Some of my blog readers may remember the two posts I wrote a little over two years ago, contemporary fine literature, and contemporary literature part 2, which dealt with my search for new reading material. After spending many years with a heavy work load, during which I pretty much abandoned reading for pleasure, and lost touch with what was happening outside of my own country, I was hoping to find those who had emerged as the outstanding men of letters, and what was considered fine literature in the world today. Especially in English language literature. But after reading some ‘best sellers’ and some of the recommended reading in the critiques of the top journals, I found it very hard to relate to what was popular today. I was going to search further, and I asked my readers for recommendations. Well, I got some interesting comments, and quite a few mails. I checked out the critiques of different recommended books, and went on to read some of the books. I read quite a few. But many seemed negative to me. I realized that this was the age of the ‘flawed hero’ or the anti hero. And in many popular narratives, the stories concerned victims. or people who had surrendered to the caprices of fate. I was seriously considering going back to classical literature, but hadn’t given up completely, when my internet friend, David Lockwood, shared a quote by Robertson Davies, and I looked him up on the internet.
I read the Deptford trilogy, one book after another. It was good. There were some weak moments… at times the narrative just sort of coasted along. But the story was woven with the same threads through three volumes, and there were some very fine passages along the way. His themes reflect the nature of life and human awareness and sensitivity. Each of the three volumes present a part of the same story with some overlapping, as seen from different perspectives. And one realized along the way that what is seen from different points of views can seem like different stories even if they relate to the same cold facts. The focus was not on heroes or villains, but on those who live their lives between the raindrops, characters who are usually part of the background when the narrative is focusing on heroes. I liked his style very much. I enjoyed reading his books and wanted to read more.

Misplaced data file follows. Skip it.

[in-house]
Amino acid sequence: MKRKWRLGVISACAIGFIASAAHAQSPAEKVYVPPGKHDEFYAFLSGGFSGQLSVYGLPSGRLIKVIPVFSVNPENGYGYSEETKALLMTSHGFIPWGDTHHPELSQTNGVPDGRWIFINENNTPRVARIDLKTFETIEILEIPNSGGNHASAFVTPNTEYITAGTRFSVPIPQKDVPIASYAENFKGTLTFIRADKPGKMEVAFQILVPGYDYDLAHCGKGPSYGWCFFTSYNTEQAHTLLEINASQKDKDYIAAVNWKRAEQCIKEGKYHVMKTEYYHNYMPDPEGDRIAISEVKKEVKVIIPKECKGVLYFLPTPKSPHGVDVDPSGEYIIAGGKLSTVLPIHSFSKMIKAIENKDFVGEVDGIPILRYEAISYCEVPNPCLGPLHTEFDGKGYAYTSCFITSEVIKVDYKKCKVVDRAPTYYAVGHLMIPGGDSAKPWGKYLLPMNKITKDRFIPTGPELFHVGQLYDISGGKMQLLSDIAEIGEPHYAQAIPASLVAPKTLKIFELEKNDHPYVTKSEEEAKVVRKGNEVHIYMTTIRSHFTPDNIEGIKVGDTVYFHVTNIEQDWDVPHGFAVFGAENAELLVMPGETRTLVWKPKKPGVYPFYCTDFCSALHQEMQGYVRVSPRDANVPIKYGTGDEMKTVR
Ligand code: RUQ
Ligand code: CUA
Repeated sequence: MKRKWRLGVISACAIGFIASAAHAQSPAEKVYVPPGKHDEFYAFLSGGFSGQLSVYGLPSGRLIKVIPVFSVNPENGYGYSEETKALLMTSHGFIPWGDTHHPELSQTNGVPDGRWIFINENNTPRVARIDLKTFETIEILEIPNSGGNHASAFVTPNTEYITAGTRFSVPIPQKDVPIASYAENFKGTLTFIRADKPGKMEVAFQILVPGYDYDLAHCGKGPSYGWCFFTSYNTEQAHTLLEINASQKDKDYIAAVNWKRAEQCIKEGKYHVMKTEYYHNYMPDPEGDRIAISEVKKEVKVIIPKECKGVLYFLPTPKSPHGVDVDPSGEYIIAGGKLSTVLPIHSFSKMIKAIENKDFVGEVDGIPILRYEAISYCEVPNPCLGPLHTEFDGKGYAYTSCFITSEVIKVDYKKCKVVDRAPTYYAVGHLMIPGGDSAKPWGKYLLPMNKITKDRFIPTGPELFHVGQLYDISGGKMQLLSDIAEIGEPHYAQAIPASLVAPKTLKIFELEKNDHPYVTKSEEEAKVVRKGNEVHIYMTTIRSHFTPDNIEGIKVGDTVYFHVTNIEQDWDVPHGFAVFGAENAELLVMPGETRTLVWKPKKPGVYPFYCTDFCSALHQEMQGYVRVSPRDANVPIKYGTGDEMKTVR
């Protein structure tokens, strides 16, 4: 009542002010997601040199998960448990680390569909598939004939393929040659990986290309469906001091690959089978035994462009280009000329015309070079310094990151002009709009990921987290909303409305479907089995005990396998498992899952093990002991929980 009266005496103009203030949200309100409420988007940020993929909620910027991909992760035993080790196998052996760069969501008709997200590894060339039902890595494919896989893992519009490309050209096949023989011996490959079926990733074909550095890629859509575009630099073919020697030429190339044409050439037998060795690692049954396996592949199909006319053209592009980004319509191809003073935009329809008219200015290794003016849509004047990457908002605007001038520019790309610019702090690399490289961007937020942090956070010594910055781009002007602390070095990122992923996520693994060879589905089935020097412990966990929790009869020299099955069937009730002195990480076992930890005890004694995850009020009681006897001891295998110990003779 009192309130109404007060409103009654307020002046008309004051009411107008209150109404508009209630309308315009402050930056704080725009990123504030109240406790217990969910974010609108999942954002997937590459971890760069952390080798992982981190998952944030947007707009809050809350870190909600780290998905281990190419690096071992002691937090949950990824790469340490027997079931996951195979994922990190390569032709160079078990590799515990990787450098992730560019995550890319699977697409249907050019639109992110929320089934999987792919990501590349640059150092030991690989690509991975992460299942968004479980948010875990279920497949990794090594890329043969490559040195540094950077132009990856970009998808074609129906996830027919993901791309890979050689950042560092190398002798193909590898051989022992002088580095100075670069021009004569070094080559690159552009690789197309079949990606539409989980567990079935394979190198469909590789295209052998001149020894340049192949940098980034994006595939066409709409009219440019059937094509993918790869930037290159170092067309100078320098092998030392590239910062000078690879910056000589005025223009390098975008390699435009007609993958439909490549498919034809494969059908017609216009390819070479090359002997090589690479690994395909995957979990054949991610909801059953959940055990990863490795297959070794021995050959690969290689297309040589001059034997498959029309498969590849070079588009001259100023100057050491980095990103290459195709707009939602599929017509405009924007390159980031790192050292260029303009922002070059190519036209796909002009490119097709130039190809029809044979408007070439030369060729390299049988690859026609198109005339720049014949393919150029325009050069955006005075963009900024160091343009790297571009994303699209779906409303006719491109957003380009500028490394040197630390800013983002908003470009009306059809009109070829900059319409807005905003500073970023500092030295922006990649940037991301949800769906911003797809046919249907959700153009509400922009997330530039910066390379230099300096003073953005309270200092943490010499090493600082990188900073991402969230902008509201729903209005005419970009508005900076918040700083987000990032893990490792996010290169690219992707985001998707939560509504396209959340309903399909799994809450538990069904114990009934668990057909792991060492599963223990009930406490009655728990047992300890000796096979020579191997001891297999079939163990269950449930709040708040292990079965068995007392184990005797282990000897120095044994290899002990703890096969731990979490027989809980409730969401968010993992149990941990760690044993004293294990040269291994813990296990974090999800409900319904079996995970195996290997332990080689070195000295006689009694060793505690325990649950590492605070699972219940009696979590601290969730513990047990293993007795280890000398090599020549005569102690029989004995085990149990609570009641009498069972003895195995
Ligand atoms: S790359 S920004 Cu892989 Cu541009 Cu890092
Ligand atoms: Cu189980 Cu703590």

These books helped me to divert my attention from the horrors that had invaded the day to day life around me. I was inspired to consider the general nature of human beings and the lives we live. It was possible to dismiss the extremism that had been forced upon us, and had influenced my judgment regarding all I saw or heard. When I finished the trilogy, I recommended it to Chana who reads English. I wanted to recommend it to other friends of mine, and looked for a translation into Hebrew. But to my disappointment, I discovered that none of his books had been translated. What a shame. I hope that someone does take on the job. I’ve already started to read another of his trilogies. This time, the Cornish trilogy. It concerns the academic life, and so far it has been very interesting.
The photos published here were taken yesterday, on a sunny day between bouts of winter weather, while walking around the Nachlaot neighborhood in central Jerusalem. I started my walk feeling sad, but I so love this town that I was soon awake with appreciation. I found my consolation in literature. But this city of mine is my own personal inspiration, even in bad times. Found some excellent examples of graffiti, yesterday, and enjoyed the images of the local modest housing which has attracted many artists and students. Spent time in the shuk, which is the market place, and watched people going about their business. As the hours passed, I grew more positive and encouraged. Came back with many more photos than could be printed here. But I might share some more on a future blog. May it be a good year for all of us.
There is an adage in Hebrew that says, ‘the muse disappears when the canon roars’. As a rule, I don’t have trouble finding my muse. She finds me most of the time. It’s not that I never have trouble writing or photographing. Sometimes it’s hard to get what’s on my mind onto the paper. But usually, I get to work after something has caught my fancy. I don’t have to go looking for inspiration.
And yet, at times of war or tragedy, my thoughts are on the tragedy. And I lose touch with creativity. This time, with the start of the violence, I had thoughts so terrible that I couldn’t bear them. Not just thoughts… dreams too. I would wake up in the middle of the night after a particularly depressing dream, and couldn’t fall asleep again. And often, during the day… I would find myself staring out… not focused on anything… or through my window… and my heart would be filled with sorrow. After a while of this, all I wanted, was not to think. But that’s a bit of a problem for me. Because I’m used to thinking. I think just about all the time. So I tried to find a way not to think of those specific things that bring on overwhelming unhappiness. And one easy solution presented itself to me. The situation in which I am least likely to think my own thoughts is when I am studying, or reading the thoughts of someone else. So I started reading.